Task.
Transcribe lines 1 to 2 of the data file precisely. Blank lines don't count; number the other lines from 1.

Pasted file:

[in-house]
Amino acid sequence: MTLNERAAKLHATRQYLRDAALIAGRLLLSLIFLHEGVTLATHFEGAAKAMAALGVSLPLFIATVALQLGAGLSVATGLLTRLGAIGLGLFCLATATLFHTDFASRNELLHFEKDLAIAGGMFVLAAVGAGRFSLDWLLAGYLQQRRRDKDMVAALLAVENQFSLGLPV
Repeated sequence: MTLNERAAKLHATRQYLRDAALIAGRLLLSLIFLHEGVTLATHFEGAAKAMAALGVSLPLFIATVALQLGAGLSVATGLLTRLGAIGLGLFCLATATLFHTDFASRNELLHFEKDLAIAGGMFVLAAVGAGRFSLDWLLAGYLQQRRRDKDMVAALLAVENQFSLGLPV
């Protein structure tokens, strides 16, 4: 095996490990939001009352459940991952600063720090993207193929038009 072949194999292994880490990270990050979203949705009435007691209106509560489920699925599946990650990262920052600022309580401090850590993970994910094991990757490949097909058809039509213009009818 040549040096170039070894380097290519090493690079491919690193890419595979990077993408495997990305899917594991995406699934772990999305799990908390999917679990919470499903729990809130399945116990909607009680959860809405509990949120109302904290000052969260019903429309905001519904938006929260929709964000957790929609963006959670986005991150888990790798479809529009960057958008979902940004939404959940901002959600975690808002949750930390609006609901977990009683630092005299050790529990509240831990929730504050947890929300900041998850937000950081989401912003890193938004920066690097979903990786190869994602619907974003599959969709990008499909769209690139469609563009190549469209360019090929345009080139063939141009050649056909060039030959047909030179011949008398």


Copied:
[in-house]
Amino acid sequence: MTLNERAAKLHATRQYLRDAALIAGRLLLSLIFLHEGVTLATHFEGAAKAMAALGVSLPLFIATVALQLGAGLSVATGLLTRLGAIGLGLFCLATATLFHTDFASRNELLHFEKDLAIAGGMFVLAAVGAGRFSLDWLLAGYLQQRRRDKDMVAALLAVENQFSLGLPV